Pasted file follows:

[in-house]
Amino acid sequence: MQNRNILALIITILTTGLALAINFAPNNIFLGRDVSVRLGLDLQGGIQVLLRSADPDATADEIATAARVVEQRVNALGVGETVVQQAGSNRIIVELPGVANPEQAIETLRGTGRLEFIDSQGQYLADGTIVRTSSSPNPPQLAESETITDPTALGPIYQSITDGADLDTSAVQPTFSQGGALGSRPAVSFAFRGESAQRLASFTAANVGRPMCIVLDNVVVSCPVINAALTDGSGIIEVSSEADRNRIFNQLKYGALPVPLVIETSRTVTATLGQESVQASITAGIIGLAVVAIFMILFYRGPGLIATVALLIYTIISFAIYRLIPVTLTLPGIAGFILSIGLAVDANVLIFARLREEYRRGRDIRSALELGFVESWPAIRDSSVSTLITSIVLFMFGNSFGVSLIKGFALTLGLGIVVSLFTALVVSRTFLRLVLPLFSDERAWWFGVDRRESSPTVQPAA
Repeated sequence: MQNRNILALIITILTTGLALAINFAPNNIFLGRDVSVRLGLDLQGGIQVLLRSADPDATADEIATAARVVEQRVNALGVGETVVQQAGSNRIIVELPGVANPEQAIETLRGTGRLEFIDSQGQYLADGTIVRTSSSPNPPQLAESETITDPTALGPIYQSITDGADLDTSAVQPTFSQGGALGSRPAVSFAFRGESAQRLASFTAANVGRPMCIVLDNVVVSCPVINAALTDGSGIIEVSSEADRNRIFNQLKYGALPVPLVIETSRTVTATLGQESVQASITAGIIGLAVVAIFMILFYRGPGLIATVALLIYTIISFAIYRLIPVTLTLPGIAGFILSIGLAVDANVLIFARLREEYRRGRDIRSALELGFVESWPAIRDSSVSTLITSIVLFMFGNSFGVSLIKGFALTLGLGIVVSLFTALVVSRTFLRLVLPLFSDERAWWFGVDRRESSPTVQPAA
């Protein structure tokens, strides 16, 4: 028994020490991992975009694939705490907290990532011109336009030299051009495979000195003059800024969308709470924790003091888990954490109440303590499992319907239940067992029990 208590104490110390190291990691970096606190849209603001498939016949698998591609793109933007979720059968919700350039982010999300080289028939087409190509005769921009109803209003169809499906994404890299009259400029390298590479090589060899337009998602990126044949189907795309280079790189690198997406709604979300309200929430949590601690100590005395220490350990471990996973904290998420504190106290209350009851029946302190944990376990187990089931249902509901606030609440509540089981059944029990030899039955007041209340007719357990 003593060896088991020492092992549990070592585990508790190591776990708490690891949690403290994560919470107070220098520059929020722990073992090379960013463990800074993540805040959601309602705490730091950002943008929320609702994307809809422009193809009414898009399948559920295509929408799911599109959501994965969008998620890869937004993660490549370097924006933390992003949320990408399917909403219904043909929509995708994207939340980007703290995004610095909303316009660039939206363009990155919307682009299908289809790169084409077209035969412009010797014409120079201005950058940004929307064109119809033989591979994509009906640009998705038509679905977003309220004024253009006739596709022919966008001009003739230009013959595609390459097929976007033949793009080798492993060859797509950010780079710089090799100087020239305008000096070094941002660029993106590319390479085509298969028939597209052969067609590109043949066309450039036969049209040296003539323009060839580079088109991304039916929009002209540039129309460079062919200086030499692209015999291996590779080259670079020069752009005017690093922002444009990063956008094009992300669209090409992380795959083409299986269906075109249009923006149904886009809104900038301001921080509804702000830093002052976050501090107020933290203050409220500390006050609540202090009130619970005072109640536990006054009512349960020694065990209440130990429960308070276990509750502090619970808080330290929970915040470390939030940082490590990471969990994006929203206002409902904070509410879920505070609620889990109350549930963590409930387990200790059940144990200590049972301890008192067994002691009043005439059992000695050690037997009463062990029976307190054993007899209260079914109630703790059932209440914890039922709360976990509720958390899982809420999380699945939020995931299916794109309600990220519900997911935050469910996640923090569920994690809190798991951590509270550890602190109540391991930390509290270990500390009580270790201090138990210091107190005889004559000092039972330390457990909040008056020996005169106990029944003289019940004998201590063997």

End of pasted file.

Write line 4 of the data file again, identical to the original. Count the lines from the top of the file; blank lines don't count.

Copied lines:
């Protein structure tokens, strides 16, 4: 028994020490991992975009694939705490907290990532011109336009030299051009495979000195003059800024969308709470924790003091888990954490109440303590499992319907239940067992029990 208590104490110390190291990691970096606190849209603001498939016949698998591609793109933007979720059968919700350039982010999300080289028939087409190509005769921009109803209003169809499906994404890299009259400029390298590479090589060899337009998602990126044949189907795309280079790189690198997406709604979300309200929430949590601690100590005395220490350990471990996973904290998420504190106290209350009851029946302190944990376990187990089931249902509901606030609440509540089981059944029990030899039955007041209340007719357990 003593060896088991020492092992549990070592585990508790190591776990708490690891949690403290994560919470107070220098520059929020722990073992090379960013463990800074993540805040959601309602705490730091950002943008929320609702994307809809422009193809009414898009399948559920295509929408799911599109959501994965969008998620890869937004993660490549370097924006933390992003949320990408399917909403219904043909929509995708994207939340980007703290995004610095909303316009660039939206363009990155919307682009299908289809790169084409077209035969412009010797014409120079201005950058940004929307064109119809033989591979994509009906640009998705038509679905977003309220004024253009006739596709022919966008001009003739230009013959595609390459097929976007033949793009080798492993060859797509950010780079710089090799100087020239305008000096070094941002660029993106590319390479085509298969028939597209052969067609590109043949066309450039036969049209040296003539323009060839580079088109991304039916929009002209540039129309460079062919200086030499692209015999291996590779080259670079020069752009005017690093922002444009990063956008094009992300669209090409992380795959083409299986269906075109249009923006149904886009809104900038301001921080509804702000830093002052976050501090107020933290203050409220500390006050609540202090009130619970005072109640536990006054009512349960020694065990209440130990429960308070276990509750502090619970808080330290929970915040470390939030940082490590990471969990994006929203206002409902904070509410879920505070609620889990109350549930963590409930387990200790059940144990200590049972301890008192067994002691009043005439059992000695050690037997009463062990029976307190054993007899209260079914109630703790059932209440914890039922709360976990509720958390899982809420999380699945939020995931299916794109309600990220519900997911935050469910996640923090569920994690809190798991951590509270550890602190109540391991930390509290270990500390009580270790201090138990210091107190005889004559000092039972330390457990909040008056020996005169106990029944003289019940004998201590063997």